Wow. Hard to believe I have been in Brazil a few days short of one month. I continue to embarrass myself daily, mostly when attempting even the most basic and mundane conversation in Portuguese. Lately, though, facing a lapse in my language skills, I find myself defaulting to French. I consider this a step forward; at least French and Portuguese are both Latin-based languages and share similar traits. More similar than English, anyway. But you know, after my first couple of days here, when I ordered Italian penis (instead of Italian bread) at a nearby bakery/cafe, I figure it can't get much worse unless I mistakenly suggest that someone's mother is interested in ordering and eating an Italian penis.
I won't lie. There were days in the beginning, right after the rose-colored glasses came off and this no longer felt like a vacation, when I just wanted to be back in the States, pulling out my autumn clothing and preparing for Halloween. But I spent so many years looking into dark cracks, focusing on all things negative, and I refuse to linger in those spaces anymore. I'd much rather spend my time with a positive outlook, concentrating on the moment and what makes me happy right now. It's not always easy, but it's always worth it.
Let's talk about routine for a minute. Back in 2007/2008, I studied in southern France for a year. Before then, I had moved a lot in my life, but always within the 48 contiguous states. In each instance, I learned that the quicker I established a routine, the sooner I felt comfortable in my new environment. Falling into a rut isn't always a bad thing.
Part of my routine now is waking up early on Tuesdays and Fridays, when the girl works a half day at the hospital, taking the bus to the metro and the metro into the city. While she tends to sick children, I usually find a quiet corner somewhere to read or write, and around noon we begin to carouse São Paulo for cool and interesting things to do.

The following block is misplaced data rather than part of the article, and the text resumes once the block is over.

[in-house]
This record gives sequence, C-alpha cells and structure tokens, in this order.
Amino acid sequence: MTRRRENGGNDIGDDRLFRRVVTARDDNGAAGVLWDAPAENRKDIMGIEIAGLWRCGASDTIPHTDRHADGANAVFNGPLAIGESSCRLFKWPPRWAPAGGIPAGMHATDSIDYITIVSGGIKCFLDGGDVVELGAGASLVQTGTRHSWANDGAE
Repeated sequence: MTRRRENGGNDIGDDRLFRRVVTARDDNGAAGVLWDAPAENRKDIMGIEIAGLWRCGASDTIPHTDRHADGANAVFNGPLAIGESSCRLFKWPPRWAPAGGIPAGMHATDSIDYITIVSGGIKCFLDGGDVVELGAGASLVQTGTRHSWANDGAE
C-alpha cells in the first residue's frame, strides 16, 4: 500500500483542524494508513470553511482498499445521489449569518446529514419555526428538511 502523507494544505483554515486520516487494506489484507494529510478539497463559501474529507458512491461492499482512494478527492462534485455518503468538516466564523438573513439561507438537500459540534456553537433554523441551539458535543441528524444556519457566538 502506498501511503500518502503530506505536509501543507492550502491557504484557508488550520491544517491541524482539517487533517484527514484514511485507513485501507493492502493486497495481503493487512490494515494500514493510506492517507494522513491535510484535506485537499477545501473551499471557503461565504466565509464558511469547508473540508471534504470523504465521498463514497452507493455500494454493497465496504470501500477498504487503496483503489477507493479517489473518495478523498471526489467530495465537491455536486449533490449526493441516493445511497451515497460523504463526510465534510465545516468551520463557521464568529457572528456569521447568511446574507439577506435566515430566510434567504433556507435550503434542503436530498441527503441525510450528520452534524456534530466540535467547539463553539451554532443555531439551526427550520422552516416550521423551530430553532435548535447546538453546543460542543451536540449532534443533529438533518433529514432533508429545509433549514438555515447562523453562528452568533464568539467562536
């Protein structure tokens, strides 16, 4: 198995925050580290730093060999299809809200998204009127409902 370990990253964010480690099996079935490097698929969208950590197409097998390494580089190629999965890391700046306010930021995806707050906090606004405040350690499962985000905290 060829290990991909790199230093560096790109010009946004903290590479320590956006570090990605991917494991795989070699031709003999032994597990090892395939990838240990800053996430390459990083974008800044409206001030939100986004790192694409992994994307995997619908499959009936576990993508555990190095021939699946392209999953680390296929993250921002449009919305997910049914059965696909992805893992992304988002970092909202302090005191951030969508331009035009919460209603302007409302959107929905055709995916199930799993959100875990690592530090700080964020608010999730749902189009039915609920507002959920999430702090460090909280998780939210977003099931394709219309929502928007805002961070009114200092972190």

This past Tuesday, we began our exploration at the Pinacoteca museum, much of which was, sadly, under construction. The water fountain sculpture (pictured below) made the R$6 entry fee worth it:
Notice that these lovely women, conjoined at their respective hips, are all shooting water from their gigantic multi-colored breasts:
And, as a complete horror nut, I was pleased to find a batch of Lovecraftian drawings of beasts and creatures only seen in those places where the fabric between this dimension and The Other thins:
Okay, so they're not distant relatives of Cthulhu, they're drawings of actual worms and insects found right here in our own dirt. These things are creepier than anything Lovecraft could have come up with (even though Lovecraft rarely came up with anything, his most used phrase something along the lines of, "The thing was so horrendous, no words I employ could describe it").
Be careful how you view this next sculpture. It's not sexual in any way, I swear. It's obviously two naked women training jiu-jitsu. Duh.
We wrapped up the museum visit with a walk through a nearby park, and a stop at the train station across the street. This station is modeled after its sister in London, and acts as a gathering spot for some of the nastiest, manliest hookers this guy has ever seen.
Called an end to this day by drinking coffees and beers at Terraco Italia, a restaurant sitting 41 floors above ground in the center of Sao Paulo. Strange seeing the city from this height, helicopters skirting about carting businessmen from one meeting to another, ten-floor apartment buildings looking like tiny slave quarters, and a horizon of metal and concrete trees that blurred into the distance miles away.
Of course I was writing. Aren't I always? It's part of the routine. Part of what makes things feel normal.
This coming Saturday: Santos, and a much needed visit to the beach. Stay tuned.